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Does anybody know good references to learn about Lie superalgebras? I started with Howe's "Remarks on classical invariant theory", which contains a study of osp(m,2n), and now I am reading Kac's '77 Advances paper. I wonder if there are other helpful sources. I am especially interested in getting a feel for the representation theory.

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up vote 3 down vote accepted

Have you seen the survey by Frappat-Sciarrino-Sorba, "Dictionary on Lie Superalgebras" listed here?

When you have collected more references, please feel encouraged to add them to that list there...

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Thanks! I wasn't aware of that survey, although I guess after all this talk about nLab/mathflow I should have known to check there first before posting my question. – Oded Yacobi Oct 20 '09 at 9:32
In fact, I started expanded that entry and added that reference only after having seen your question here. So you wouldn't have found it before. See, I always feel that just posting an answer here is a bit of a waste of energy, as it will just eventually disappear in noise. I'd much rather give the answer in a stable place such as a wiki, and then just point to that from here. That seems to be much more efficient and sustainable. – Urs Schreiber Oct 27 '09 at 16:44
  1. D. Leites, Lie superalgebras, J. Soviet Math. 30 (1985), 2481-2512 [ ] - a survey.
  2. M. Scheunert, The theory of Lie superalgebras. An introduction, Lect. Notes Math. 716 (1979) [should be available online].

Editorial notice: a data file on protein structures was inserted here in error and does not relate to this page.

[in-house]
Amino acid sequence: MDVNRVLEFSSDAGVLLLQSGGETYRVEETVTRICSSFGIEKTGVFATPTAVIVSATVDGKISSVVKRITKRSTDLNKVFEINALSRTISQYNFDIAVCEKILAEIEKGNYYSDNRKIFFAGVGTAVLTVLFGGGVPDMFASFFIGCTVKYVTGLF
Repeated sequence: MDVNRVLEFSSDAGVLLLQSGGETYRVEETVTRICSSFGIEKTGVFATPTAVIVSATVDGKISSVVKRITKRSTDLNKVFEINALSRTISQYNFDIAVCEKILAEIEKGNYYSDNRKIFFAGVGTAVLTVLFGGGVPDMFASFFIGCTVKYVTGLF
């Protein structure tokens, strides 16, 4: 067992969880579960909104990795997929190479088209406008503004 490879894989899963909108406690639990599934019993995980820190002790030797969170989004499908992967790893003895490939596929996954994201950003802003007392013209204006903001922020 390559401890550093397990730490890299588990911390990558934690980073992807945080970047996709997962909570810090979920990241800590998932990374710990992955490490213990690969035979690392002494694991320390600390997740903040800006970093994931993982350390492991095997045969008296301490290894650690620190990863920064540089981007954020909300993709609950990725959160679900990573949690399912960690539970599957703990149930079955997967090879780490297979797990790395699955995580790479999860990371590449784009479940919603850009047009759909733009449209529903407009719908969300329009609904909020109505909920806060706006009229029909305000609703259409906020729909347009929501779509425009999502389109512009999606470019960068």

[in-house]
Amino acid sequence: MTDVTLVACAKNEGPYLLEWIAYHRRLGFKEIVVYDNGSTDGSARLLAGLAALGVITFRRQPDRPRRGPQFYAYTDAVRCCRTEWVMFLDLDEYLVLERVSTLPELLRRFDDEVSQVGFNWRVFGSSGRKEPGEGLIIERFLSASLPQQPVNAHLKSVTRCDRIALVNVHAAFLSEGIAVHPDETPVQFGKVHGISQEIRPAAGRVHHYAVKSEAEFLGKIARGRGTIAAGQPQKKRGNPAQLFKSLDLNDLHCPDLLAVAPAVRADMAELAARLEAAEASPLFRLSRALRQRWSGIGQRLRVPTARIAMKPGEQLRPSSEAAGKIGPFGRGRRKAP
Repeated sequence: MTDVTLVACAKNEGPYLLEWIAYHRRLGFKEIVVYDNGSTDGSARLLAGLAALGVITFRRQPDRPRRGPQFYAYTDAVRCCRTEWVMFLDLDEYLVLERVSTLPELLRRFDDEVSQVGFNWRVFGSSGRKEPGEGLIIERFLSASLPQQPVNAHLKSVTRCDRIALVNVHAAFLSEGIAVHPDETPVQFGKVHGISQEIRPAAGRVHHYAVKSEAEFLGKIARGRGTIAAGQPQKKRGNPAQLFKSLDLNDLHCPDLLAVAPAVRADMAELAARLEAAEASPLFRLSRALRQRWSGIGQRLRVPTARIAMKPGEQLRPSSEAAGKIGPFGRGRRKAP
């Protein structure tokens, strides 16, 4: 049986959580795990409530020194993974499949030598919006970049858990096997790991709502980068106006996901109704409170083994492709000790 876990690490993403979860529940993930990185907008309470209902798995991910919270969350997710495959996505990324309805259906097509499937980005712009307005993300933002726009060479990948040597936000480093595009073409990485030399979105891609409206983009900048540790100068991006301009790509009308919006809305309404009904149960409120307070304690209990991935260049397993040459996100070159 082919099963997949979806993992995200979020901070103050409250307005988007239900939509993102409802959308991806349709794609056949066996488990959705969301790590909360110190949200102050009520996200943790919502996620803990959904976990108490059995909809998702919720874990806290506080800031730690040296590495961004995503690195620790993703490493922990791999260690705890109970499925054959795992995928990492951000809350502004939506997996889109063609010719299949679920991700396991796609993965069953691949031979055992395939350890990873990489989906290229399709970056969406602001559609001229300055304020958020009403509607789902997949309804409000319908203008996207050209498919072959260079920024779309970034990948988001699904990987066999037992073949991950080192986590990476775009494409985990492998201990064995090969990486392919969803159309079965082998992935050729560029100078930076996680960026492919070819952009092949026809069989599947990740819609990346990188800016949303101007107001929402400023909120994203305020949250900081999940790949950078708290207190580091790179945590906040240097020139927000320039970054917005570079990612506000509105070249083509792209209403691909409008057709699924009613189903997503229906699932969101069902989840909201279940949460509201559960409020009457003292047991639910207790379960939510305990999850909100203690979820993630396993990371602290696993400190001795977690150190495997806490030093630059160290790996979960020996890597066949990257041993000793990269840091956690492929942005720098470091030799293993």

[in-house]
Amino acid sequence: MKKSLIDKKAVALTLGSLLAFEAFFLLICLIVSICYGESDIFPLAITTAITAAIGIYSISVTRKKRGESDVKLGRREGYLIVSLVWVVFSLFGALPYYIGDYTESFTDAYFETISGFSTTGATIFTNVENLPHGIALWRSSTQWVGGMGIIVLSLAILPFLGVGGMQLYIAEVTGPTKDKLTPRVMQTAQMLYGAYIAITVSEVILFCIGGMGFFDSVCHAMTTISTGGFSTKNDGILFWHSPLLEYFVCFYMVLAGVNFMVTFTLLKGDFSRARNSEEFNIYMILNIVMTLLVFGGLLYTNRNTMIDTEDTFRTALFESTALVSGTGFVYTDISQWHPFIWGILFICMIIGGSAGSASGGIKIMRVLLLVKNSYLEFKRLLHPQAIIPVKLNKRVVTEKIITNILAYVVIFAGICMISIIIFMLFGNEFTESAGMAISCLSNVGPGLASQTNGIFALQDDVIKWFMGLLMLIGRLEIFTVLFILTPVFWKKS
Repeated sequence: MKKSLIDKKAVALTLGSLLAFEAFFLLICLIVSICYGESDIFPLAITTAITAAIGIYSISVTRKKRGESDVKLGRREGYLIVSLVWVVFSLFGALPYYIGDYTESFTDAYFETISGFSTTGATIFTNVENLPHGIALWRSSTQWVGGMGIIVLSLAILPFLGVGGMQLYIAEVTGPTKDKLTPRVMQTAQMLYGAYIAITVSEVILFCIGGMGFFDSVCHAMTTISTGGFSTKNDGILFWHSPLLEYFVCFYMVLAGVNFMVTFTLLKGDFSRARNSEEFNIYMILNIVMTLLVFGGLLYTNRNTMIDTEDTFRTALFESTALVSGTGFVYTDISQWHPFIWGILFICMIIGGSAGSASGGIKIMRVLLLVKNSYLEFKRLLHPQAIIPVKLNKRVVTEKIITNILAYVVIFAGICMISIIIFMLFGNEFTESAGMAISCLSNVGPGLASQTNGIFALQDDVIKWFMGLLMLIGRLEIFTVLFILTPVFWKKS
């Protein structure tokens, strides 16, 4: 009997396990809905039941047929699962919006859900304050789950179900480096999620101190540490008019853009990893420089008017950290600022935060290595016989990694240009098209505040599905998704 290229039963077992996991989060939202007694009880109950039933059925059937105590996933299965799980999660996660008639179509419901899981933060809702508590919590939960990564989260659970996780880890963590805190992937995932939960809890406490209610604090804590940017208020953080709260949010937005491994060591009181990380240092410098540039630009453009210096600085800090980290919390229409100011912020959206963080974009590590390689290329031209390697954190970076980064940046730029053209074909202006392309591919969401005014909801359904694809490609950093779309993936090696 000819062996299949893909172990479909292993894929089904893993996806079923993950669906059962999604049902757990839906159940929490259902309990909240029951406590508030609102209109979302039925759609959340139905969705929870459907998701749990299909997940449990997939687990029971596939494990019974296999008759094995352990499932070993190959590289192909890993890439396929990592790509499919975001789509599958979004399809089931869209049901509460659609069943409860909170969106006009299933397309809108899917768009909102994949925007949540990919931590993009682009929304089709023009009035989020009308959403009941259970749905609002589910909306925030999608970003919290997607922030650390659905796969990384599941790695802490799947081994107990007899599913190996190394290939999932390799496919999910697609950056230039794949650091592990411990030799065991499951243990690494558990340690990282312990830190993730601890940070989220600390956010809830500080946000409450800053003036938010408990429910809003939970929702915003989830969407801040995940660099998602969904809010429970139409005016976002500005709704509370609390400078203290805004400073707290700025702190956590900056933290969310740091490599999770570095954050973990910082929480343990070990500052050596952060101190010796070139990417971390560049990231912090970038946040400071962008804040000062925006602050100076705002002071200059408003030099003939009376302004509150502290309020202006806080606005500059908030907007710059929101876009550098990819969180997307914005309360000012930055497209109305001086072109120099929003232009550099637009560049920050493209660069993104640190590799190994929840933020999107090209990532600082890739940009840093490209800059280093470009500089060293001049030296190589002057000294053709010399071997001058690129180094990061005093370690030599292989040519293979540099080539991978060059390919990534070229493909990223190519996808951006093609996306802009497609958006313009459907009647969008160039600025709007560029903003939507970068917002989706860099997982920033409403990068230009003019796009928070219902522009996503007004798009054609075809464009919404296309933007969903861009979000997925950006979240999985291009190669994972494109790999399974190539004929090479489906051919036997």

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I like the book Varadarajan: "Supersymmetry for Mathematicians: An Introduction", but that tries to explain different aspects of supersymmetry used by physicists besides Lie superalgebras you may or may not be interested in.

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For a quick, self-learning introduction you can take a look at Alberto Elduque's talks and papers in

Alberto Elduque’s Research

starting first with the talk called "Simple modular Lie superalgebras; Encuentro Matemático Hispano-Marroquí (Casablanca, 2008)."

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By request, I have moved Kaplansky's never-quite-published writings on Lie and Jordan superalgebras to one of my sites, in this case

I also posted some of his correspondence with Kevin McCrimmon

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The representation theory has been developed by a number of people, including Jon Brundan and Sasha Kleschchev at U. Oregon. Take a look at the publication list Brundan has (with PDF files) on his homepage:

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